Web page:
Friday the 13th, the date of our latest Topic TBD, brings images of bad luck — from black cats to ladders you shouldn’t walk under. But for financial institutions grappling with, and losing business to, upstart FinTechs, is every day Friday the 13th? Not if FIs adapt agile mindsets and business processes, i2c’s Lisa Fugate, vice president of product management, tells PYMNTS’ Karen Webster.
Can there be such a thing as bad luck in banking?
A worthy question, given the fact that Friday the 13th has just passed and some of us spent the day dodging black cats, crossing our fingers or perhaps just staying under the covers. Banks, faced with a perpetual and growing challenge from tech-driven upstarts known as FinTechs, could be forgiven for thinking that every day is Friday the 13th, outgunned as some feel in the race to keep tech-savvy consumers content.
In the latest Topic TBD, PYMNTS’ Karen Webster posed that very question about bad luck to Lisa Fugate, vice president of product management at i2c.
“I don’t know if it is as much as being unlucky as being stuck,” said Fugate. Some of those financial institutions (FIs) want to innovate and understand that they need to.
“There are just so many things coming at them,” she said. “[The FIs] have tried things like setting up innovation labs, but there’s the [question] with ‘Well, what do you do with them?’ You can’t really scale those innovation labs necessarily.”
Banks themselves have the advantage of knowing their clients, but they get these challenges that abound in picking new technologies, amid working with legacy systems, said Fugate. And those legacy systems can be defined by a static operating environment.
Additional hurdles, said Fugate, come with the length of time it takes to successfully undertake product development — a timeline that has shortened considerably from 10 years to under two years. That can be a tough challenge as banks, she said, find their technology is not where it used to be, but they have new demands from their customers.
Against this pressured backdrop, the question arises as to just what financial institutions should be doing. One salve, Fugate said, can be found in agile processing. “When we talk about agile processing, we’re talking more about the ability to move quickly and bring innovative and compelling solutions to the market.” The actual processing issue, she said, involves card issuers and brings flexibility and control to create and execute a bank’s unique roadmap and what’s needed to drive more revenue.
Some of the key components and advantages of agile processing center on the fact that those platforms, said Fugate, are configurable and multifunctional, with the added benefit of real-time feedback.
For the FI burdened by legacy systems and a static infrastructure but that wants to make the leap into the digital, customer-focused realm, said Fugate, i2C offers several different payment options across credit and debit. In credit, she noted that agile processing can be useful in the case where an FI is offering a revolving credit program, with SMBs in focus, using information that is already on hand. The key here is the ability to speedily gain access to other financing.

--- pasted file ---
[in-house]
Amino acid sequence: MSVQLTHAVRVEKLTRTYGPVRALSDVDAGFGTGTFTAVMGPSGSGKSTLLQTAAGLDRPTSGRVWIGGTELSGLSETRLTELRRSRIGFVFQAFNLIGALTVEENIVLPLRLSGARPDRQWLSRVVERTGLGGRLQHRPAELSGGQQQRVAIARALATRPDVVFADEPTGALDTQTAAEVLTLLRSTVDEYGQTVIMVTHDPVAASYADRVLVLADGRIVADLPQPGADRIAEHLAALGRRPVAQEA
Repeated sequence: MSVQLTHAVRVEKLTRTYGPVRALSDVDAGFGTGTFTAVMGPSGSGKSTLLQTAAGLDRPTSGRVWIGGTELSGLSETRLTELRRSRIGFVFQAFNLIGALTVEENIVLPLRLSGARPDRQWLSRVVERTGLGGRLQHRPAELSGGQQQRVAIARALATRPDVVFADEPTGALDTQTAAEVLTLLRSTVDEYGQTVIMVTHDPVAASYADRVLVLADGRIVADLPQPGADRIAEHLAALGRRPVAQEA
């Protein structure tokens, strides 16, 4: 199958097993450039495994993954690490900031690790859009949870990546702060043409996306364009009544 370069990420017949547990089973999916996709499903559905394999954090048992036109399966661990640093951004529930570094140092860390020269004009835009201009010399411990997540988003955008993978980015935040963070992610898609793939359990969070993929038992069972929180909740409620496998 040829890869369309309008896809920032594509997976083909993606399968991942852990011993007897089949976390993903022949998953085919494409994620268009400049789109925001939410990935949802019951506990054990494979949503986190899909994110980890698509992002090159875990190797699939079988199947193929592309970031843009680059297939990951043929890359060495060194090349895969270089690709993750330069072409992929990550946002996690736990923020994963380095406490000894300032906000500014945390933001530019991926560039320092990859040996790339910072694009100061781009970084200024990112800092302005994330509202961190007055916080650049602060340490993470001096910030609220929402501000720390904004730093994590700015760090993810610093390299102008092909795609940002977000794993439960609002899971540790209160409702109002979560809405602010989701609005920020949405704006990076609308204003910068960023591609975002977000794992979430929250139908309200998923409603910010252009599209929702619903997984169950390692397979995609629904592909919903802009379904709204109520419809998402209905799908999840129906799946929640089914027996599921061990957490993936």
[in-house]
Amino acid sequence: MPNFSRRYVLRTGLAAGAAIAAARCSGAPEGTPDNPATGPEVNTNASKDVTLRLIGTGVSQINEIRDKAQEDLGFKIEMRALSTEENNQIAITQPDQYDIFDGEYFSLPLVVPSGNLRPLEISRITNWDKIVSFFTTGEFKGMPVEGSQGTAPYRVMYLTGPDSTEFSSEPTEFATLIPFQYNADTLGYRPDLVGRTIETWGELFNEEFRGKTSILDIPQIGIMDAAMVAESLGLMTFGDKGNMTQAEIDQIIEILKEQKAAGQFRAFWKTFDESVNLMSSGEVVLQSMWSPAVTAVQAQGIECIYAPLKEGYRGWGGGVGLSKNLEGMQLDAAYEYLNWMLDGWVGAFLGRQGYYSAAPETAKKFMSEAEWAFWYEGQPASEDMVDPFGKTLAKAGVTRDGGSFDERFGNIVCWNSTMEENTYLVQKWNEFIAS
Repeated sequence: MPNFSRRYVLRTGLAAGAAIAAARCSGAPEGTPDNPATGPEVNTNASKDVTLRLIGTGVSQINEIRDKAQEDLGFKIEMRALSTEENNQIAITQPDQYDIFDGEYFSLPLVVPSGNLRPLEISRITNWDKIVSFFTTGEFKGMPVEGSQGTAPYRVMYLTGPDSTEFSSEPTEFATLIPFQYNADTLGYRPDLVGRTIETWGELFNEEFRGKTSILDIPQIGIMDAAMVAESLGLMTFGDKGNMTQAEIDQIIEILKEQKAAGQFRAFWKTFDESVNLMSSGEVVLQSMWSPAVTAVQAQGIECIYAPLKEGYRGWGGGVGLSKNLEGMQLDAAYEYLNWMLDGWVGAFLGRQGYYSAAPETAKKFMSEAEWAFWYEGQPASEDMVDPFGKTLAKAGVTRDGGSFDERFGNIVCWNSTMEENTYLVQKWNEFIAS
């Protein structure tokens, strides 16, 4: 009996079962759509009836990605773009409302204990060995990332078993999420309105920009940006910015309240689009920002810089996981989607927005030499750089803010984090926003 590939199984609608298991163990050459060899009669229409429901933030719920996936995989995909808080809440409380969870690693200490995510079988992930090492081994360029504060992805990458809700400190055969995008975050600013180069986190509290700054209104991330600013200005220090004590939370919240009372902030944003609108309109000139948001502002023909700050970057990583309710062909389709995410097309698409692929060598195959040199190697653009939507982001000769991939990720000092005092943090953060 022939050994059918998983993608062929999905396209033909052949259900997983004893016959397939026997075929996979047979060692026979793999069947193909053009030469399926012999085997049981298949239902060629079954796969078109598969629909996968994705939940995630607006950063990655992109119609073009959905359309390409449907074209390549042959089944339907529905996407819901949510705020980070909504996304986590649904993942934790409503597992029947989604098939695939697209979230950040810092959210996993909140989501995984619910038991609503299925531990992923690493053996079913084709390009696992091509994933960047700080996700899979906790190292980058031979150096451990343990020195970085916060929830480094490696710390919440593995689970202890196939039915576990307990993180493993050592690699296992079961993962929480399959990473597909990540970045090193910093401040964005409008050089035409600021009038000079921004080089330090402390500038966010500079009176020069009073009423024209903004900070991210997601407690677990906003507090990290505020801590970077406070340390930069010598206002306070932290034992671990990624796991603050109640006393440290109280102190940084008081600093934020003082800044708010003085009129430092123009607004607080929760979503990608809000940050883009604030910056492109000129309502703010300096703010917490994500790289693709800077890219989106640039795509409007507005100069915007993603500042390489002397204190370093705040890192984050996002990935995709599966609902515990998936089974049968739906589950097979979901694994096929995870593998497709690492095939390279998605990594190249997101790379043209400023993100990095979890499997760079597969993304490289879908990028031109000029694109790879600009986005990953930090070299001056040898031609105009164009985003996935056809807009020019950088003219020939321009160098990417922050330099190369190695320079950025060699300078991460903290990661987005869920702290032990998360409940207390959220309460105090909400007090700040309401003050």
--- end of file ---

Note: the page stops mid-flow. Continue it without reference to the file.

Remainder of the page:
In an example with a bakery, she said, the baker’s high-end, commercial-grade oven breaks — on Friday the 13th, no less. “What if that bakery was able to easily click on a button from their account and request term financing?” she asked. Or an installment plan or other financing separate from a credit line? “The FI has the ability to do this fast,” said Fugate, as the information needed is already on hand, and all that is needed is to add another account.
For the FI, she said, this is another way to drive revenue, while, at the same time, serving customer needs with speed, cementing the relationships between the two. After all, she noted, we live in an age where people can control the lights in their home with their cellphones and expect to have the same control over their financial information, its flow and their own knowledge at any given time.
With real-time alerts and consistent communications that are not necessarily tied to marketing, said Fugate, FIs can have a leg-up on “leveraging the moment.” That leverage can also extend to commerce, wherein, explained Fugate, a cardholder calling into a customer support center (she noted that such interactions are negative at the beginning, as customers may be experiencing a problem or have questions about their cards) can be rewarded at the end of the support process, with, say, a coffee at their local coffee shop as a thank you for continued loyalty. Such rewards can go a long way towards changing the way a cardholder thinks about the FI’s brand and the card itself.
To move beyond legacy systems, said Fugate, an FI must understand what its cardholder base looks like today and what it wants that base to look like in the future. “Once you identify those pieces,” she said, it’s a matter of “working with whoever their technology provider is” and conducting research into what the technology options are and how that can bridge the movement into the future.